There is no need to create onerous bueraucratic regulations to keep this scenario from happening. All that needs to be done is for existing taxes (particularly income and sales) to be replaced with a Georgist Land Tax. The result of this, to both the corporation and the wealthier beneficiaries of the takeover, is that it would be very expensive to hold land they had no intention of using. The average person would not be harmed, since what they would pay in land taxes would probably not exceed what they had already been paying in sales and income taxes (not to mention the opportunity costs of forbidding anyone from going into business who can neither deal with tax laws nor afford the services of a CPA).

The summer-homers and blight-holders, however, would have to pay a great amount to hold land out of use. The corporation would be very likely to unload the unused facilities on much more generous terms (an opportunity for others to do their own business in that location) in order to avoid paying the taxes The wealthier beneficiaries would be much more likely to spend their vacation time in hotels or rentals (providing tourism jobs or, at the very least, leaving the spot open for others at other times of the year) than to purchase a tract of land they intend to use only a few weeks out of a year.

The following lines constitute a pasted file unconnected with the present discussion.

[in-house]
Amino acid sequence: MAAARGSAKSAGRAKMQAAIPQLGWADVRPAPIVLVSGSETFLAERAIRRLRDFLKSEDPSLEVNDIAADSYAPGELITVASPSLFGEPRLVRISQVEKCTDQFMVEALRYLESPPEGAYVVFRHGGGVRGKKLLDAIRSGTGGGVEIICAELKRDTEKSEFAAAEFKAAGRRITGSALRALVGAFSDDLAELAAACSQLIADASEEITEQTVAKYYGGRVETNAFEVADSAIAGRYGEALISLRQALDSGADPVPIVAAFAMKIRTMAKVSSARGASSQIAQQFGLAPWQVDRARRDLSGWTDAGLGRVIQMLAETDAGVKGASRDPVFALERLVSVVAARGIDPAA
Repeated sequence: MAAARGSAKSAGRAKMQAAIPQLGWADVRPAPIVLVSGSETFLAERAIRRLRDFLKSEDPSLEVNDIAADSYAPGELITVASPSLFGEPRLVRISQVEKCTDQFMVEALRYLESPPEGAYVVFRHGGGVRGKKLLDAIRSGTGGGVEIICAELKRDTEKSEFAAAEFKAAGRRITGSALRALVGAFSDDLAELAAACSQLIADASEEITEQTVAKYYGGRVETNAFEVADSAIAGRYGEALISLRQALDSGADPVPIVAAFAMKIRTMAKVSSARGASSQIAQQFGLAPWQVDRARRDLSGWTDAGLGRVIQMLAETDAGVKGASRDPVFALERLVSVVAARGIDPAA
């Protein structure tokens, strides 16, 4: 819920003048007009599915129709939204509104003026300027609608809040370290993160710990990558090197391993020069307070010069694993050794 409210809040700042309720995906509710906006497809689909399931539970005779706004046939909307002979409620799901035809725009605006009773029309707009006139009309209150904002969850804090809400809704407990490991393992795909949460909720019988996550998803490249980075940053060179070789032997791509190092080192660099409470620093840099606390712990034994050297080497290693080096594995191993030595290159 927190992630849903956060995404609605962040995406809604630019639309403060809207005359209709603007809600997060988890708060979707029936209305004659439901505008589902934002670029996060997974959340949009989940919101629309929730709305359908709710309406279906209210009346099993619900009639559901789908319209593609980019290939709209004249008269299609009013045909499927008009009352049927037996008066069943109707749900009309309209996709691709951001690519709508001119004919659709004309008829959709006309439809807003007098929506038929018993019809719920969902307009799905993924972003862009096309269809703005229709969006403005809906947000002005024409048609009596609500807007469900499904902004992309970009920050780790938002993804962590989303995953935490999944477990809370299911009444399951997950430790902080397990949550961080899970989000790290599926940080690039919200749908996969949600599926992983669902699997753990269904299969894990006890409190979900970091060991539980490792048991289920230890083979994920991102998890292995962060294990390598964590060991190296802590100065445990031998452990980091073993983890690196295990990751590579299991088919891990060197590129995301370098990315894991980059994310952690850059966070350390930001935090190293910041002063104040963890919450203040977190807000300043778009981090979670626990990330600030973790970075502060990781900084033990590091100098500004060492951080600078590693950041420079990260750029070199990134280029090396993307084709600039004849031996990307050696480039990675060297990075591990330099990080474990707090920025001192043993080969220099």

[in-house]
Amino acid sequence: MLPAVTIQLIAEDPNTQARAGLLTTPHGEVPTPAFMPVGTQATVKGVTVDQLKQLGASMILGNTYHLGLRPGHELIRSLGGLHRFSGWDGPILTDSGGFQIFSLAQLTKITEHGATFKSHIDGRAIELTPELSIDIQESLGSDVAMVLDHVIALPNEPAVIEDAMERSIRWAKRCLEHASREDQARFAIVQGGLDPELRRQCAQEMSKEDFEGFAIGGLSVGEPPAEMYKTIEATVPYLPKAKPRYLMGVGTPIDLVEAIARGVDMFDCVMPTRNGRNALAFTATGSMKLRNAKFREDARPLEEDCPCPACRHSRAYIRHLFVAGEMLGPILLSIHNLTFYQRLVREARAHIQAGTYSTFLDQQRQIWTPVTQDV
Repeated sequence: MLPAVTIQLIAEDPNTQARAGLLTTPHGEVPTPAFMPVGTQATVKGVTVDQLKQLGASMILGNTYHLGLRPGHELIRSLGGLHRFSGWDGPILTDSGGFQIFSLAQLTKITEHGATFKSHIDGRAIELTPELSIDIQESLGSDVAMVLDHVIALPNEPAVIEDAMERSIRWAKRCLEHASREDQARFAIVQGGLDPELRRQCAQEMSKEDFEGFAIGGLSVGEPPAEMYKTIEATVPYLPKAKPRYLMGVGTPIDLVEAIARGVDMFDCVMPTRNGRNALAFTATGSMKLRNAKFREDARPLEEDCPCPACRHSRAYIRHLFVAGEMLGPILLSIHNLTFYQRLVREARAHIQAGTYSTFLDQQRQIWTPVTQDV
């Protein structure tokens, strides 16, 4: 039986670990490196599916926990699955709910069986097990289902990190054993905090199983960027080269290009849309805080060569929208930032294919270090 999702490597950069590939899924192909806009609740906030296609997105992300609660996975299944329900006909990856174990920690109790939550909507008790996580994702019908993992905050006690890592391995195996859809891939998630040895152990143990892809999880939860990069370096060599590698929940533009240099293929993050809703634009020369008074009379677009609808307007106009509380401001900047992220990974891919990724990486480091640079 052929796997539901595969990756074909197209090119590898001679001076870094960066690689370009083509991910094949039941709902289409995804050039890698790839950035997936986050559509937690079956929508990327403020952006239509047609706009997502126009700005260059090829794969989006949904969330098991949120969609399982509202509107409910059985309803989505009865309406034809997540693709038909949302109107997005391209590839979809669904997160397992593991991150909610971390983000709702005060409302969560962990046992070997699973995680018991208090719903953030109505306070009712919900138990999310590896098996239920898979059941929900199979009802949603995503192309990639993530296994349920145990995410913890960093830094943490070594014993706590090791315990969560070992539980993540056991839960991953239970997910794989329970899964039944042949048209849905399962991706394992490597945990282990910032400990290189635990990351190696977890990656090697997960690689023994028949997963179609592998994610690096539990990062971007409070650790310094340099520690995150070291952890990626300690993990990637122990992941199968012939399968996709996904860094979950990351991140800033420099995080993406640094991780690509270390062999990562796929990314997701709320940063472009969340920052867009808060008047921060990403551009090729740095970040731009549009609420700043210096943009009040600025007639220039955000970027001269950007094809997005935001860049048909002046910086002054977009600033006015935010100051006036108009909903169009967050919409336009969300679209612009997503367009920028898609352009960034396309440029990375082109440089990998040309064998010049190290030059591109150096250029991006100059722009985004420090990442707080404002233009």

The result would be more, better paying jobs for everyone. As Hentry George put it in his Progress and Poverty, with all that land freed up for use, "For into the labor market would have entered the greatest of all competitors for the employment of labor, a competitor whose demand cannot be satisfied until want is satisfied—the demand of labor itself."